Chuck’s money is long. He has a lot of it. Every time Chuck comes in, muthafuckas who are scared, and have the bank with a lot of money in it, normally pass it to the next bettor. They don’t want to take a chance of losing it all in one shot. Everybody knows Chuck will stop up your bank—putting a large amount of money down on a bet equal to or more than what you have.
Everybody knows the routine, but not Fungler. Fungler’s eyes lit up. He hollered at Chuck, “Get down, nigga. I know you ain’t come here to sightsee!” Fungler looked at me with a shit-eatin’ grin like, “I got this nigga!” I looked at him like, “Muthafucka, just pass the bank!” Then somebody on the side said, “Look at this STD (scared-to-death) ass nigga!” and everybody laughed.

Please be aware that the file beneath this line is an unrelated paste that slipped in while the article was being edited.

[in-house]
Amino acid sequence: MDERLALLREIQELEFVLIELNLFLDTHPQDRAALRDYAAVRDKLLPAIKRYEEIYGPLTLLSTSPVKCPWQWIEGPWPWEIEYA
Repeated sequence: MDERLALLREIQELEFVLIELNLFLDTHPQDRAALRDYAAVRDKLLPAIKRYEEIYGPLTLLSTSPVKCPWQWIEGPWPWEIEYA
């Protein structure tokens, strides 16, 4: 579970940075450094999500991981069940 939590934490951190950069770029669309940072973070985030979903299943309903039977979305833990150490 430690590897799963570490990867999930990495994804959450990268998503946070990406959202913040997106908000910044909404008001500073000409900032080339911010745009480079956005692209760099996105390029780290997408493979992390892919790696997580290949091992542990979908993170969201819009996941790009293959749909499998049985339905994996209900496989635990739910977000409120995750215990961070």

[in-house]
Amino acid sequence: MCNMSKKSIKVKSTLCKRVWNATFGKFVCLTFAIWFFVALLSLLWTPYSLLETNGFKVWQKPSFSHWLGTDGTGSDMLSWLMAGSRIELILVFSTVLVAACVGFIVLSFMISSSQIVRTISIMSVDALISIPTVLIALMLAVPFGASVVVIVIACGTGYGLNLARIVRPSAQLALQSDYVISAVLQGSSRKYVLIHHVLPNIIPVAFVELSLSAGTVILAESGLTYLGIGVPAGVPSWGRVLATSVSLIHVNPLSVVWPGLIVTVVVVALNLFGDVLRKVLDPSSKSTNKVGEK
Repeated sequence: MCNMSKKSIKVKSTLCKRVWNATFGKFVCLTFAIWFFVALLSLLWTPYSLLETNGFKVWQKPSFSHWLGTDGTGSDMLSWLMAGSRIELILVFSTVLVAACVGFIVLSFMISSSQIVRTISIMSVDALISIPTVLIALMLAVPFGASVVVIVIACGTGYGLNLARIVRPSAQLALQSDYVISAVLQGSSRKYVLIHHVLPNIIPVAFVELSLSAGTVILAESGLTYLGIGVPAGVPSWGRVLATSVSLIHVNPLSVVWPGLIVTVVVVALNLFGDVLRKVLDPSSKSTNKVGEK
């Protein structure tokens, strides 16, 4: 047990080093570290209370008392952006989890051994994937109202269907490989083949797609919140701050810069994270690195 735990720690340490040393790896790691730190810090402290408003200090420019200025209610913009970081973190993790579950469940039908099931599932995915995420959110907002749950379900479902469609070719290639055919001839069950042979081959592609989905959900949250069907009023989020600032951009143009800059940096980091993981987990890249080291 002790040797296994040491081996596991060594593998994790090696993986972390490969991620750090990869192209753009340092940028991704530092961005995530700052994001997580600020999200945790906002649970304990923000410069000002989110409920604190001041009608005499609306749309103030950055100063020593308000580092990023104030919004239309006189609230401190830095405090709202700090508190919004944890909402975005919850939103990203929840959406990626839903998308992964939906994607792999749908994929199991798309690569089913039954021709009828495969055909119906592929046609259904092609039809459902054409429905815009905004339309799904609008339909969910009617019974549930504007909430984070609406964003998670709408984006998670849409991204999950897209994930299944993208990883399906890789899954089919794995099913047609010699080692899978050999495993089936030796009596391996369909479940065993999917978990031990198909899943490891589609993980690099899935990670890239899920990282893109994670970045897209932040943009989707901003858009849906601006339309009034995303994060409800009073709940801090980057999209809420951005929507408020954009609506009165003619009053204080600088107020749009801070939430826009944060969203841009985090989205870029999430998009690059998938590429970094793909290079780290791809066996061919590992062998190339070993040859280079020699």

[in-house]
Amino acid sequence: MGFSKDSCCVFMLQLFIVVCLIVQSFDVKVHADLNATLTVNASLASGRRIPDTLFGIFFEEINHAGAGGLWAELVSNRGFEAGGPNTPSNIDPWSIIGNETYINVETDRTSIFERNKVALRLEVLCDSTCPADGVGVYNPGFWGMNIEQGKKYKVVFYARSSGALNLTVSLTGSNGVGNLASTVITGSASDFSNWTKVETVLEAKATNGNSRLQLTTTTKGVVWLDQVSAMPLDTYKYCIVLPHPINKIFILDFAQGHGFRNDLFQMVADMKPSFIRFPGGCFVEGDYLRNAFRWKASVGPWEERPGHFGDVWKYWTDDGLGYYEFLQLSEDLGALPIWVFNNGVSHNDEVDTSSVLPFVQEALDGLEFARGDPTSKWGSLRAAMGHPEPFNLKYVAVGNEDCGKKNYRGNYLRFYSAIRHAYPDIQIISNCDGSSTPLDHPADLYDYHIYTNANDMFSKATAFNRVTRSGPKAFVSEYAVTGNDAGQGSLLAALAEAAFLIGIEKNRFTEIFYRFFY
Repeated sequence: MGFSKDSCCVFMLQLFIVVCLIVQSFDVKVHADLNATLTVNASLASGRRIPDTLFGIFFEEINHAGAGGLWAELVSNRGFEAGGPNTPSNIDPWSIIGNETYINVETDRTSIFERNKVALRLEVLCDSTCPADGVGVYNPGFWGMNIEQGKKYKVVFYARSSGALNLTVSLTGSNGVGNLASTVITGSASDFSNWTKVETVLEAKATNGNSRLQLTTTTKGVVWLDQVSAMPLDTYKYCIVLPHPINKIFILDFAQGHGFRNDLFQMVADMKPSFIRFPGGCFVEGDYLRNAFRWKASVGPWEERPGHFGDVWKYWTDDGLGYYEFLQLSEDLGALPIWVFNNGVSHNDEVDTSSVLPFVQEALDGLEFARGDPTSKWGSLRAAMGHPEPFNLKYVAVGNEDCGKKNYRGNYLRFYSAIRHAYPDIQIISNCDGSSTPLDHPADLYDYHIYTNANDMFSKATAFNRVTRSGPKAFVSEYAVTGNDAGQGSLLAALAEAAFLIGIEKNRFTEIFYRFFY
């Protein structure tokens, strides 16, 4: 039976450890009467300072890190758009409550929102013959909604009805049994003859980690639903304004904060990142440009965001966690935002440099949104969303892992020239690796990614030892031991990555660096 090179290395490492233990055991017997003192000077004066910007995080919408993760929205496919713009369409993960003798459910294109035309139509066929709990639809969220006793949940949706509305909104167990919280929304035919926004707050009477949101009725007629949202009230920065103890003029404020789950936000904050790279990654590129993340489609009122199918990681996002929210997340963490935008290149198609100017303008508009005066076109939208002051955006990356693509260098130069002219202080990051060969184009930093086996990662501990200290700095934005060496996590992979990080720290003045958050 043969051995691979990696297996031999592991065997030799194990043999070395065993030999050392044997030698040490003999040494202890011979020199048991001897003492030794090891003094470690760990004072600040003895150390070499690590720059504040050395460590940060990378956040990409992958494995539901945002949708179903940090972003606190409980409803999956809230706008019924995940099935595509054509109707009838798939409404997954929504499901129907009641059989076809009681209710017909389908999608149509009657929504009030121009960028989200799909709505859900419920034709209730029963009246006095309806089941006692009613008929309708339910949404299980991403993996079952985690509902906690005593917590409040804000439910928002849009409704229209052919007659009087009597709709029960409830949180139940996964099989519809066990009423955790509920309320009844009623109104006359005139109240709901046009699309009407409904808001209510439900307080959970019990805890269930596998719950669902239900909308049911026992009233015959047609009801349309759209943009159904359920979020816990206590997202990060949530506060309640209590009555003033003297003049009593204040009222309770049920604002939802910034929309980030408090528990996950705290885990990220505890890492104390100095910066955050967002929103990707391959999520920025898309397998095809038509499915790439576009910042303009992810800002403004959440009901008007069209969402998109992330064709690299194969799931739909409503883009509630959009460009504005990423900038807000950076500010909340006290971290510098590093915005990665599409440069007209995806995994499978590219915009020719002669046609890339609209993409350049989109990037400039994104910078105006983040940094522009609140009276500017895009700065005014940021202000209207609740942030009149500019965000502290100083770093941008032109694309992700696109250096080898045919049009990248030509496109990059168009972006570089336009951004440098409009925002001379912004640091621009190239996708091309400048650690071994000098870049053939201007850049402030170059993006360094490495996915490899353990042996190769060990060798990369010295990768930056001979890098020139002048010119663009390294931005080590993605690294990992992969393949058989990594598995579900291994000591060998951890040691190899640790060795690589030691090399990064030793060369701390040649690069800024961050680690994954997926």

Yes, scared ass nigga, a person who tries to gamble with the big dawgs but really has a low-paying security job, and has no business being at the gambling spot in Harlem, or anywhere else for that matter, ’cause he knows that he is living PTP (paycheck to paycheck). If he loses his money this payday Friday night, he will be like Sidney Poitier in A Raisin in the Sun when Willie runs off with all that money.
“Willie, don’t do it, Willie, not with that money, Willie!”
Yes, scared nigga. That would be me! Gary, Gee, Big Hey. It all depends on who is calling me. My momma calls me “Boy” or “Nutmo,” aka scared nigga!